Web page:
Today, Obree has added around 300 grammes of weight to the front wheel in order to stabilise the bike and the steering, as well as changing the primary drive sprocket from a 17-tooth to 12-tooth. This increases the gear to approximately 290 inches, roughly the same as for his initial runway tests.
**EDITOR’S UPDATE – 13/09/2013
The latest update from Battle Mountain since this feature was written is that Obree set a new World Record for the Human-Powered Two Wheel Prone Recumbent with a 52.9 mph run. According to Rick Robson and Obree’s team in the chase car, the car speedo was up between 55 – 60 mph after three miles, then the speedo dropped to 50mph before the timed 200 speed trap, with the Flying Scotsman coming in at 52.9 mph.
It’s now clear that an overall Human-Powered World Record attempt to break the current 83 mph target isn’t possible, however the 67.4 mph British record set by Rob English in 2002 is still achievable. He has one last day to attempt the record before the end of the competition.
Obree told Rick Robson, our photographer on the ground in Battle Mountain: “I went too early building the speed, then I just tried to hang on but the speed dropped. But hey-ho, no one’s died, the fish and chip papers will still be blowing around Saltcoats, the clouds rolling in over Arran”
“Well, Homer Simpson said the key to happiness was to lower your expectations, and with the World Record a long way off, on a well-timed effort I could get to the British record.”
Read the interview below where Obree talks about what he’s learnt on Battle Mountain. Humans Invent will have the final word with Obree over the weekend, once the competition has officially closed.
We caught up with Obree to talk about his attempt thus far and gain a greater understanding for the engineering journey he is on at Battle Mountain.
I am just about to change the gearing on the Beastie back up to the 300 inch gear. Well, in theory you think a good cadence is better. But in reality, that isn’t true. I was talking to the Cygnus Beta boys, who are great. I have learnt that this sport is all about collaboration. I’m used to such competitive environments but this is more of a rally mentality. It’s a great vibe. They were looking at my bike and they were saying it was going sideways all the time because of the flat surface.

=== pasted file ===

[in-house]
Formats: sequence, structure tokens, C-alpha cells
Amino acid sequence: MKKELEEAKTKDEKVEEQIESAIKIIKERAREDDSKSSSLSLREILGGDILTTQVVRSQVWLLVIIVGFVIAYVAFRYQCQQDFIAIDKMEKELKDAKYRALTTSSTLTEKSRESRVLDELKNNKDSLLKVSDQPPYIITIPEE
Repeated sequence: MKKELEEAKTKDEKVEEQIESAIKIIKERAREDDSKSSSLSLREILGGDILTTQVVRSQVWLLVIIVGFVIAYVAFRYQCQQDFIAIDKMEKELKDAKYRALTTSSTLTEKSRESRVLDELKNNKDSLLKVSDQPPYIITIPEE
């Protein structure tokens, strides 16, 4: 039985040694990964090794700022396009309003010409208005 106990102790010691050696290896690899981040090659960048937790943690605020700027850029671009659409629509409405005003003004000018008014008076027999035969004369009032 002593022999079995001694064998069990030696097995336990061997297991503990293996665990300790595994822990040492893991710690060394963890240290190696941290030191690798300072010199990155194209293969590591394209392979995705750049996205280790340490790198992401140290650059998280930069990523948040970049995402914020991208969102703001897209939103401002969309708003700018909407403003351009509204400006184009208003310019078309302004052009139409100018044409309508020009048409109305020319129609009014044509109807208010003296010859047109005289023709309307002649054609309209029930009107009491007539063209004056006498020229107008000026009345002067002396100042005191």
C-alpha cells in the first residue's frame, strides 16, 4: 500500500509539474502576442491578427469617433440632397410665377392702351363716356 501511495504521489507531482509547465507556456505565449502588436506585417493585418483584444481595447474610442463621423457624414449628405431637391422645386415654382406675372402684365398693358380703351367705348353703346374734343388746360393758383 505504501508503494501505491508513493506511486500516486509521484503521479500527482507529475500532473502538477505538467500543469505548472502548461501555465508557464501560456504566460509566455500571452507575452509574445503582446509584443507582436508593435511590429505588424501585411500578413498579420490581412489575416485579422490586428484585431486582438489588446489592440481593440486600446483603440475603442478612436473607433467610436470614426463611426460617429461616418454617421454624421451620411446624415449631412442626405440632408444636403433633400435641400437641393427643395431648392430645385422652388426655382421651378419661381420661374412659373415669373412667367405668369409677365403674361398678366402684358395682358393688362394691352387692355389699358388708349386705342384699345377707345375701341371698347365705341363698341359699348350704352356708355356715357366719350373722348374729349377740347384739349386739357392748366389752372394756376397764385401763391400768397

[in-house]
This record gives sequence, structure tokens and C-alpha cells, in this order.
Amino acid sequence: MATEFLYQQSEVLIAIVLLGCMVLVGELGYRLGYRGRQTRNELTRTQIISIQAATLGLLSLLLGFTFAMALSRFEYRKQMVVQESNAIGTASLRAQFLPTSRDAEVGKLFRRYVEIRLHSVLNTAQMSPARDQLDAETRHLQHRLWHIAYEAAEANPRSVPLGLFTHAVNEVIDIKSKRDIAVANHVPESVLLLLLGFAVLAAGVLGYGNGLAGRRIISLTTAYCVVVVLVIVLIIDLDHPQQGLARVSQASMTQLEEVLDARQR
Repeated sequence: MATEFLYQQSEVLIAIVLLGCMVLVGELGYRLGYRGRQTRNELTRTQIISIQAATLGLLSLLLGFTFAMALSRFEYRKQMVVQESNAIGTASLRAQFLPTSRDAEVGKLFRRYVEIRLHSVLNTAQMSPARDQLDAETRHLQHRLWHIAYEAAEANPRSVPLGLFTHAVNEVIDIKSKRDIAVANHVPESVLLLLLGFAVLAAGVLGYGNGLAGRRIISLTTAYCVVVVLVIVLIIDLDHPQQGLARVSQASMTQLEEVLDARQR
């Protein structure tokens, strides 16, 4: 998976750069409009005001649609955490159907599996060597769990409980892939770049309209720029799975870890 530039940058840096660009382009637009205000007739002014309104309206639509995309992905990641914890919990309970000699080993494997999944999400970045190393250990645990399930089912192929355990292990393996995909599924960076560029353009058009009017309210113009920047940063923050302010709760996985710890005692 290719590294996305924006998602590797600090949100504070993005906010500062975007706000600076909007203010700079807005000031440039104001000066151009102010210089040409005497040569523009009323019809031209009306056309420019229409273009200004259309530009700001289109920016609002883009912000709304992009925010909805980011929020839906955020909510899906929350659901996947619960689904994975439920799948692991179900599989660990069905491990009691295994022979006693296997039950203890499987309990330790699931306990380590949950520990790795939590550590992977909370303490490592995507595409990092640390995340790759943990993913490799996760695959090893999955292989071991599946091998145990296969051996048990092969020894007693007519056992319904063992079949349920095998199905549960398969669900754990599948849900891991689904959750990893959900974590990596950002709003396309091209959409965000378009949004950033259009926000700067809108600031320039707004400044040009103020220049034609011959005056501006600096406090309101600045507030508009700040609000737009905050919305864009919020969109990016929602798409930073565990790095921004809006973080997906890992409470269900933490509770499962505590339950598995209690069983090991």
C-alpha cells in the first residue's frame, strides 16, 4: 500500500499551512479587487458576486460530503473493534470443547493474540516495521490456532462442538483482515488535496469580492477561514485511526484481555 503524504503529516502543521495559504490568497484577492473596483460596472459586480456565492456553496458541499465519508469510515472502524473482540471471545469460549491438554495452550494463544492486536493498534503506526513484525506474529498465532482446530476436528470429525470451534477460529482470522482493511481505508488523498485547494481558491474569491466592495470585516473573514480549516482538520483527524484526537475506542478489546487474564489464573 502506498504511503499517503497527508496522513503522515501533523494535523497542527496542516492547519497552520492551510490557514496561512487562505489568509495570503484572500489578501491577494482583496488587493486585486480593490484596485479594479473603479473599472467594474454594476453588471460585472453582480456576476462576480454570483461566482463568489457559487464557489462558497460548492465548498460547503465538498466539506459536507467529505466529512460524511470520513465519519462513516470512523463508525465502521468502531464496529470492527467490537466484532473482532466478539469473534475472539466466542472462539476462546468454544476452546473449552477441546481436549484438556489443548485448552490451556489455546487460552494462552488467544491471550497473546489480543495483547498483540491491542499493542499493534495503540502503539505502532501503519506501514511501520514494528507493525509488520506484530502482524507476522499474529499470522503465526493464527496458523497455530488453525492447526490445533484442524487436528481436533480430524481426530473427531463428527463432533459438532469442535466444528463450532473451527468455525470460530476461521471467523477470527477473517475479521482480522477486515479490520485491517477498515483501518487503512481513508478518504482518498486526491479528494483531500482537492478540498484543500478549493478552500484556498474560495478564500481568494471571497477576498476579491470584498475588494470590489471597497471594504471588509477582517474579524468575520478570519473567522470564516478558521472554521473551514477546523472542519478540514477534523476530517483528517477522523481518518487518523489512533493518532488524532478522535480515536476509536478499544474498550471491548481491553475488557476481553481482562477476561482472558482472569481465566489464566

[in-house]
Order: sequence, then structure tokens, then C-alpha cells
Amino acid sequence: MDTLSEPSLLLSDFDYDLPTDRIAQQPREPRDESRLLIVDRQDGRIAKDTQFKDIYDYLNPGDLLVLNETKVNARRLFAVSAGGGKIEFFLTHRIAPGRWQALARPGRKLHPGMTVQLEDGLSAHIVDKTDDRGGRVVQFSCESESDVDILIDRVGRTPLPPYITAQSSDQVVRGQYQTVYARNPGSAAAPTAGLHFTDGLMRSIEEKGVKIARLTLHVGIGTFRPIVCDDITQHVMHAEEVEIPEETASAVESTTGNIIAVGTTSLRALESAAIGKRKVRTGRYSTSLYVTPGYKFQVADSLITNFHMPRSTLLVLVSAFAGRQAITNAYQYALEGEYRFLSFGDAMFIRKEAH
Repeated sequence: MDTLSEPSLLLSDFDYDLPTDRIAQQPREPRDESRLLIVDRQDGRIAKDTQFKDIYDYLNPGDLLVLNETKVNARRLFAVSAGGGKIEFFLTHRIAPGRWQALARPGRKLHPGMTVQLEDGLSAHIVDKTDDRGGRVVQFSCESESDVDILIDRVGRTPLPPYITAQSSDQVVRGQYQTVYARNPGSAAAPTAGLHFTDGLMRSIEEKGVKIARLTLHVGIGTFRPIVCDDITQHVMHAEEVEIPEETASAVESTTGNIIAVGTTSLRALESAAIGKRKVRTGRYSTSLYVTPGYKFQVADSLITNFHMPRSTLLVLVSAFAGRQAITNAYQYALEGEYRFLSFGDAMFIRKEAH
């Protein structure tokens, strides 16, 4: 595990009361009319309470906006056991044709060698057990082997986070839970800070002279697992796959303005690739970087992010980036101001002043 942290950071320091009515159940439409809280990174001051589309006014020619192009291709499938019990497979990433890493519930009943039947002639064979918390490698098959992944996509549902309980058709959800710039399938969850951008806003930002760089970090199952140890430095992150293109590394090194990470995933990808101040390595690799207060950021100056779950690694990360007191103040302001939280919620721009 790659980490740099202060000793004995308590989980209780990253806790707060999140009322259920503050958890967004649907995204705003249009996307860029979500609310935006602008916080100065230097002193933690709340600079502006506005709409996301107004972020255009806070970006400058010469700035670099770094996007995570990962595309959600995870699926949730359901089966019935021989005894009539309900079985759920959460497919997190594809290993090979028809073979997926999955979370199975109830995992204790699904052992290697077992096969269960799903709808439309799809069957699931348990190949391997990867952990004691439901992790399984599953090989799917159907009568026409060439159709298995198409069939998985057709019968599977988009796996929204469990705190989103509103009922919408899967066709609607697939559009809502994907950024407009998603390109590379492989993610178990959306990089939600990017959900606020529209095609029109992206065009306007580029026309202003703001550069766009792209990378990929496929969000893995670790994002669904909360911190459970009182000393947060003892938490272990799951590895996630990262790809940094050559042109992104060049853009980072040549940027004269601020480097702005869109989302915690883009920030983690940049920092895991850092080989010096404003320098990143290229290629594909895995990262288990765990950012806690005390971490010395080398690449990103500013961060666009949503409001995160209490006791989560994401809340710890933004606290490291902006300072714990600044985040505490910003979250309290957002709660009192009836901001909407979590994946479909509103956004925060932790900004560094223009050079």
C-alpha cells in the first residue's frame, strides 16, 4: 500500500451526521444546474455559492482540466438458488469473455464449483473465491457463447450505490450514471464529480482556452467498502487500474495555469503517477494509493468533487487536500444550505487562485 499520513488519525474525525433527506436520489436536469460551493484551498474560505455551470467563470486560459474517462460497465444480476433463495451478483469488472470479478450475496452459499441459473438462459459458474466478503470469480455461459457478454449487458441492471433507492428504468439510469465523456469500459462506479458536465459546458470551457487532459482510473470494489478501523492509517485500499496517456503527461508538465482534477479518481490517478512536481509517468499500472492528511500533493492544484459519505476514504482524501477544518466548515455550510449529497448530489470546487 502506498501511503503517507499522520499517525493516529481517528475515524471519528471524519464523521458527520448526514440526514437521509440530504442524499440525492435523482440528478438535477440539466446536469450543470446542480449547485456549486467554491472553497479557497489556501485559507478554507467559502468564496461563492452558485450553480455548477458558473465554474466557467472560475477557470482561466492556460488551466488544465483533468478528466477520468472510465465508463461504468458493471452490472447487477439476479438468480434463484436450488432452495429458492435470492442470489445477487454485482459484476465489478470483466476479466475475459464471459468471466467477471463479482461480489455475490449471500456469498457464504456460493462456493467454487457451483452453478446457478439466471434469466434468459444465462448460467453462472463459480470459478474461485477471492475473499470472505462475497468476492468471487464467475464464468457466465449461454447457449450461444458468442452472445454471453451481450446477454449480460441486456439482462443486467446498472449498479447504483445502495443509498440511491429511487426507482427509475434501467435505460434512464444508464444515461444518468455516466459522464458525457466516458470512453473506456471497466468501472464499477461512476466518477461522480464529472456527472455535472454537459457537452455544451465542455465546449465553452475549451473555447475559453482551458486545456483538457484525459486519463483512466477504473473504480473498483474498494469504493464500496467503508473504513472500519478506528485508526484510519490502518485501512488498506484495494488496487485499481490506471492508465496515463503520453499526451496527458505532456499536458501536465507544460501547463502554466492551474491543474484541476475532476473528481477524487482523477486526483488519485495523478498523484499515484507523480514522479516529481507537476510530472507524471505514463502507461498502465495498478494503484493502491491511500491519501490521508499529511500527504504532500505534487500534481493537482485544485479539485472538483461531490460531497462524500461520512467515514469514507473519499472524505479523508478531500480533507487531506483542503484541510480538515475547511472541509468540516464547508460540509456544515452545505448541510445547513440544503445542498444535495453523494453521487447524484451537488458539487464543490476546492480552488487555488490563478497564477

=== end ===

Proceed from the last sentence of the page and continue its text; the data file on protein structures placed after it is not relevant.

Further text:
There is too much flat surface compared the natural movement in the atmosphere. They were explaining that control is more important than power and that is why they said I need to put the bigger gear on the bike. So they reckon the gear will allow me more control, and, using the same pedalling rate mean I can create a higher velocity.
Intuitively, theory maybe right but in the real world it can be wrong!
Those boys have been great at advising me how to ride the 5 mile course. They explained how to utilise a slow-energy build up and where on the course the undulations are, and therefore when and where to plan the best area of attack for the best finish and result for the record.
So, you are learning that knowledge of the course is key?
There is a slight downhill part where you can get an extra 5 mph or so. Maybe more. Normally at the last minute I will give it a real punt, really go for it and lose it. That would normally mean in a flat race, that would be the last four laps and I wouldn’t let anybody pass me. So, that would be a huge power output.
But when I am doing that now the bike is snaking about because of an imbalance of force and the flat, true surface. So, really it has been hard to control the bike and keep it in a straight line. Which means you are picking up more frontal area and therefore ironically, going slower for your effort. It really has been a huge learning curve with the amount of amazing knowledge that they have here.